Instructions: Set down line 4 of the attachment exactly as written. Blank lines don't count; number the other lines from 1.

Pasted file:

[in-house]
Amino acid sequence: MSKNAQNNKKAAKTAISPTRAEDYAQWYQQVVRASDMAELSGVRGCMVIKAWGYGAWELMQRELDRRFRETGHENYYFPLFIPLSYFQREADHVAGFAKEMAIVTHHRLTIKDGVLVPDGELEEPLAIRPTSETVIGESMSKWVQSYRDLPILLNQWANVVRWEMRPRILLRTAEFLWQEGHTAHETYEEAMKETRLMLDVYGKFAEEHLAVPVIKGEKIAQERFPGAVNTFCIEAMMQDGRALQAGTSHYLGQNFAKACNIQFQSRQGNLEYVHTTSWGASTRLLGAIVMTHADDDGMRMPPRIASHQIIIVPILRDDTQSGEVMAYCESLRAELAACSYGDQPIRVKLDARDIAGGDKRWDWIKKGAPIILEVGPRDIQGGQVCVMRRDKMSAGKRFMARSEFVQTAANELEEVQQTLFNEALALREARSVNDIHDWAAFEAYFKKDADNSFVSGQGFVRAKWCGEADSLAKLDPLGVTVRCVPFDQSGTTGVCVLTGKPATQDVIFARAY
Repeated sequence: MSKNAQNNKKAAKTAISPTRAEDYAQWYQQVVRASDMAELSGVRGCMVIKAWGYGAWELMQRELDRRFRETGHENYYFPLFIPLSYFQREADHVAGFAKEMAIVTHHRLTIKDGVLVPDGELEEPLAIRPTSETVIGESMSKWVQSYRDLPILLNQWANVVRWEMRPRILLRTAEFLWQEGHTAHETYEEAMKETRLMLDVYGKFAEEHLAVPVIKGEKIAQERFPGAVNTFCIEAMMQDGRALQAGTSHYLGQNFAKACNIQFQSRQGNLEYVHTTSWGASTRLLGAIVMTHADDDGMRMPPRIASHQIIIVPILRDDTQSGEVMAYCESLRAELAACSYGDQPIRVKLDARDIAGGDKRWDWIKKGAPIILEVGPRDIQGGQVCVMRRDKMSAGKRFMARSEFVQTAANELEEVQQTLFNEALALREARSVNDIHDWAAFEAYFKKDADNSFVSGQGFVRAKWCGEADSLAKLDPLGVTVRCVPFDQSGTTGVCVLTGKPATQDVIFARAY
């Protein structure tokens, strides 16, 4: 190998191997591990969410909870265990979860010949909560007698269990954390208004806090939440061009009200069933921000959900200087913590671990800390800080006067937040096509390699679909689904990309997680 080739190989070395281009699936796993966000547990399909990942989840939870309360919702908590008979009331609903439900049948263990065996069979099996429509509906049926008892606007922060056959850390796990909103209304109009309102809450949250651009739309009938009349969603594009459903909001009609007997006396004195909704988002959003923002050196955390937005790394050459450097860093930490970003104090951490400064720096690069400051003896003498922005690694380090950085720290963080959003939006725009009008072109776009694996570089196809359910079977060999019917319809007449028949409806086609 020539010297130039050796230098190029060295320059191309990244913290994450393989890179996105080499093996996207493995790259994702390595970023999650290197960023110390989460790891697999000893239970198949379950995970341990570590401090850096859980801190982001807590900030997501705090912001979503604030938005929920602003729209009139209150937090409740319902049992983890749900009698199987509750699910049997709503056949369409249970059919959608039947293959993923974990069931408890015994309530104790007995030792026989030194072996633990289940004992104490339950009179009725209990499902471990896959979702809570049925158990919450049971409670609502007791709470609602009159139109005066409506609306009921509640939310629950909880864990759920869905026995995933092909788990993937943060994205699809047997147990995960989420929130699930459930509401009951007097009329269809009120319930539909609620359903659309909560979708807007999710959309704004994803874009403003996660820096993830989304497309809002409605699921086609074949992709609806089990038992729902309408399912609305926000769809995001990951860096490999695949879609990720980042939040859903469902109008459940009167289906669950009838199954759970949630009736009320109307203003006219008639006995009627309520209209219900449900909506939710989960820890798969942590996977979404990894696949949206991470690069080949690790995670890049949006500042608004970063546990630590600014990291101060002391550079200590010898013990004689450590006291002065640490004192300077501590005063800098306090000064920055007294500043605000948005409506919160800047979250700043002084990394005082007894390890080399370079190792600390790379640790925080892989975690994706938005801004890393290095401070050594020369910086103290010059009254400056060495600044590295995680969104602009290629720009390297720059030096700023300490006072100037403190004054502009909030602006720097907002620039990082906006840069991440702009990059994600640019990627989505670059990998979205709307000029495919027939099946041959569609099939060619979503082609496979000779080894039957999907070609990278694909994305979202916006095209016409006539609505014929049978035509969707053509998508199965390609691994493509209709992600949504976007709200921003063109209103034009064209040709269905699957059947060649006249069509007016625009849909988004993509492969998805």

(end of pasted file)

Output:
């Protein structure tokens, strides 16, 4: 190998191997591990969410909870265990979860010949909560007698269990954390208004806090939440061009009200069933921000959900200087913590671990800390800080006067937040096509390699679909689904990309997680 080739190989070395281009699936796993966000547990399909990942989840939870309360919702908590008979009331609903439900049948263990065996069979099996429509509906049926008892606007922060056959850390796990909103209304109009309102809450949250651009739309009938009349969603594009459903909001009609007997006396004195909704988002959003923002050196955390937005790394050459450097860093930490970003104090951490400064720096690069400051003896003498922005690694380090950085720290963080959003939006725009009008072109776009694996570089196809359910079977060999019917319809007449028949409806086609 020539010297130039050796230098190029060295320059191309990244913290994450393989890179996105080499093996996207493995790259994702390595970023999650290197960023110390989460790891697999000893239970198949379950995970341990570590401090850096859980801190982001807590900030997501705090912001979503604030938005929920602003729209009139209150937090409740319902049992983890749900009698199987509750699910049997709503056949369409249970059919959608039947293959993923974990069931408890015994309530104790007995030792026989030194072996633990289940004992104490339950009179009725209990499902471990896959979702809570049925158990919450049971409670609502007791709470609602009159139109005066409506609306009921509640939310629950909880864990759920869905026995995933092909788990993937943060994205699809047997147990995960989420929130699930459930509401009951007097009329269809009120319930539909609620359903659309909560979708807007999710959309704004994803874009403003996660820096993830989304497309809002409605699921086609074949992709609806089990038992729902309408399912609305926000769809995001990951860096490999695949879609990720980042939040859903469902109008459940009167289906669950009838199954759970949630009736009320109307203003006219008639006995009627309520209209219900449900909506939710989960820890798969942590996977979404990894696949949206991470690069080949690790995670890049949006500042608004970063546990630590600014990291101060002391550079200590010898013990004689450590006291002065640490004192300077501590005063800098306090000064920055007294500043605000948005409506919160800047979250700043002084990394005082007894390890080399370079190792600390790379640790925080892989975690994706938005801004890393290095401070050594020369910086103290010059009254400056060495600044590295995680969104602009290629720009390297720059030096700023300490006072100037403190004054502009909030602006720097907002620039990082906006840069991440702009990059994600640019990627989505670059990998979205709307000029495919027939099946041959569609099939060619979503082609496979000779080894039957999907070609990278694909994305979202916006095209016409006539609505014929049978035509969707053509998508199965390609691994493509209709992600949504976007709200921003063109209103034009064209040709269905699957059947060649006249069509007016625009849909988004993509492969998805």